Stephen Reader covers politics for It's a Free Country, WNYC's interactive politics site. He joined the station in 2010 and has also worked for Studio 360, WNYC's Peabody Award-winning show about art, culture, and creativity.
New York is on the verge of becoming the sixth state to legalize gay marriage — and the third to do so through legislation rather than litigation. But that's just one battle for pro-gay activists. In every other state to pass same-sex marriage, legalization has put opponents back on offense in courts and statehouses, with mixed results.
Recent history has shown two paths to follow: either the law quickly settles in to the status quo, as it seemed to do in Vermont, Connecticut, and Massachusetts; or the law faces challenge after challenge, becoming a perennial election issue.
Consider California and Maine, two states that once allowed gay marriage but have since walked back from their progressive stances. In California, same-sex marriage became legal following a state Supreme Court ruling, while in Maine it was a product of legislation. In both instances, opponents were able to get a ballot referendum on gay marriage and voters repealed it.
Other attempts to turn back the clock have proven less successful.
New Hampshire passed a gay marriage law in 2009, and conservative state legislators have tried to use the same legislative process to repeal it. Several bills have been introduced since legalization, some aiming for simple repeal, others hoping to amend the state constitution. The latter would require three-fifths approval in both houses of the legislature, as well as two-thirds approval from voters. With recent polls showing 62 percent of state voters against repeal, a constitutional amendment looks unlikely anytime soon.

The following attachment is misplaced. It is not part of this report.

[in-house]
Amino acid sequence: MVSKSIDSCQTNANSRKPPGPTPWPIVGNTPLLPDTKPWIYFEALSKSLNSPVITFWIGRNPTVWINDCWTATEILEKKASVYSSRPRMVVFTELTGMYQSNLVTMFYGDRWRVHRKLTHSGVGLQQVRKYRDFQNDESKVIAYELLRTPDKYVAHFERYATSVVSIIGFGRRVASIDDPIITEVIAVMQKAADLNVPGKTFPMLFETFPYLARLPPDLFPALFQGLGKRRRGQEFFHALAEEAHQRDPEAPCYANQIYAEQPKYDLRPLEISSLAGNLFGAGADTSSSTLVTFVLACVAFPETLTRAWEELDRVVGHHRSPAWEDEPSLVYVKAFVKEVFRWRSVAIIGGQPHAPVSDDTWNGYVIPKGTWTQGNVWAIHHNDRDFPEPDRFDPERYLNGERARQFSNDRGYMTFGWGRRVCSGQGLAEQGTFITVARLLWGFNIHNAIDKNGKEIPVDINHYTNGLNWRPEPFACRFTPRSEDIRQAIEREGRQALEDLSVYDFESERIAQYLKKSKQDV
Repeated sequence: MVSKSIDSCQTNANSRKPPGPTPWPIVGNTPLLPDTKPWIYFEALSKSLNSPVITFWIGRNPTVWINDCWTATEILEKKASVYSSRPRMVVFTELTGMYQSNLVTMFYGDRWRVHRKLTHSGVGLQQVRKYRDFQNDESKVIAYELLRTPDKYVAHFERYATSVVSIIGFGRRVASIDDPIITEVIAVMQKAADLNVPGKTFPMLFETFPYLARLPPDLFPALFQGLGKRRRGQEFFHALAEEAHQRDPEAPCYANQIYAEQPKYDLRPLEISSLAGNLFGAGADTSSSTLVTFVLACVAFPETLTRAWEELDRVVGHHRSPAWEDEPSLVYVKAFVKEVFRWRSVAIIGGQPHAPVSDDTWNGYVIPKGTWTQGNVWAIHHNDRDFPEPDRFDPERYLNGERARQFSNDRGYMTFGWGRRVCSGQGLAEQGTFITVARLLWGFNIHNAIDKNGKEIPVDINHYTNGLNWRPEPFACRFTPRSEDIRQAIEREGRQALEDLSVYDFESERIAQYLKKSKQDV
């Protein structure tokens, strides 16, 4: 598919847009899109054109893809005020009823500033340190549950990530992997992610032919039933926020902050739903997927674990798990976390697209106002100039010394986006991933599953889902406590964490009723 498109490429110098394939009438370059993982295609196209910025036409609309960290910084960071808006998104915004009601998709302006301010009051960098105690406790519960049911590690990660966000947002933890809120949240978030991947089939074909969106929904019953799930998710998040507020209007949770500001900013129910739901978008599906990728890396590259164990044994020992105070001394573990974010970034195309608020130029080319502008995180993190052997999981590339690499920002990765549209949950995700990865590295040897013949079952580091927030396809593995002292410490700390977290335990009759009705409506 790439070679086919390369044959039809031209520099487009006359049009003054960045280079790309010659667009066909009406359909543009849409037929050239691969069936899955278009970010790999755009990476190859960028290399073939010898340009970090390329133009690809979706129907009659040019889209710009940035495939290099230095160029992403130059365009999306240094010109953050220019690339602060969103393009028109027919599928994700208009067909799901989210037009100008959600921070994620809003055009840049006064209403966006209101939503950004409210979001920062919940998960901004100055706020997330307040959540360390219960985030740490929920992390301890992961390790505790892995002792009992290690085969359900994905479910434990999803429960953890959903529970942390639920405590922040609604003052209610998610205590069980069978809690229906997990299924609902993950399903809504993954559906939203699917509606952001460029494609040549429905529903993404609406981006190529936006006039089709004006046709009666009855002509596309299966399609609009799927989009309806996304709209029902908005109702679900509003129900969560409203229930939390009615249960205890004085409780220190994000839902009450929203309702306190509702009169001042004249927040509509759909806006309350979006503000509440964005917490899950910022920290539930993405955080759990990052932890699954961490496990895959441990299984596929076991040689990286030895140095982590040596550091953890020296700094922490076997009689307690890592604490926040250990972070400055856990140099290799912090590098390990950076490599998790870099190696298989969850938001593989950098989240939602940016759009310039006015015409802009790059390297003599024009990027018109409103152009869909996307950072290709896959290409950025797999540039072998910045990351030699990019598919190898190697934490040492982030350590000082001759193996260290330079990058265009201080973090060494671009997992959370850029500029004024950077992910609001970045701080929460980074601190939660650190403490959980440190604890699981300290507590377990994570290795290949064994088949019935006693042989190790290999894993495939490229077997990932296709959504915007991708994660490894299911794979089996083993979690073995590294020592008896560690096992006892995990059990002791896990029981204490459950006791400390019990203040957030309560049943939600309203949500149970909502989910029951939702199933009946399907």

In Washington D.C., opponents have attempted to go through both the legislature and the courts with little to show. Catholic Bishop Harry Jackson first attempted to hold a referendum on the City Council's passage of a same-sex marriage law, but the measure was blocked by the D.C. Board of Elections and Ethics. Jackson then sued the board, and the lawsuit wound up in the D.C. Court of Appeals and was dismissed summarily on the grounds that such a referendum would violate the city's Human Rights Act — the same justification given by the City Council for not allowing the ballot measure in the first place.
Connecticut, Iowa and Massachusetts are the only states currently allowing gay marriage that achieved this end through the judicial branch. Their Supreme Courts ruled that denying marriage to homosexuals was a violation of each state's constitution.
In 2007, Massachusetts successfully defeated a proposed constitutional amendment barring same-sex marriage post-court ruling. Earlier this year, the Iowa House of Representatives passed a constitutional amendment outlawing gay marriage, but the Senate hasn't followed suit. If they do, voters would still have to approve the amendment at the ballot box, which could take years.
It seems Vermont and Connecticut are the only states where repeal efforts have largely ceased. Take, for example, Connecticut and the state's Catholic Public Affairs Conference, which hasn't updated their same-sex marriage action website with new legislation since 2009.
If New York legalizes gay marriage — a big "if" at this point — the same arsenal of constitutional amendments and repeal bills and calls for referendum will be at opponents' disposal.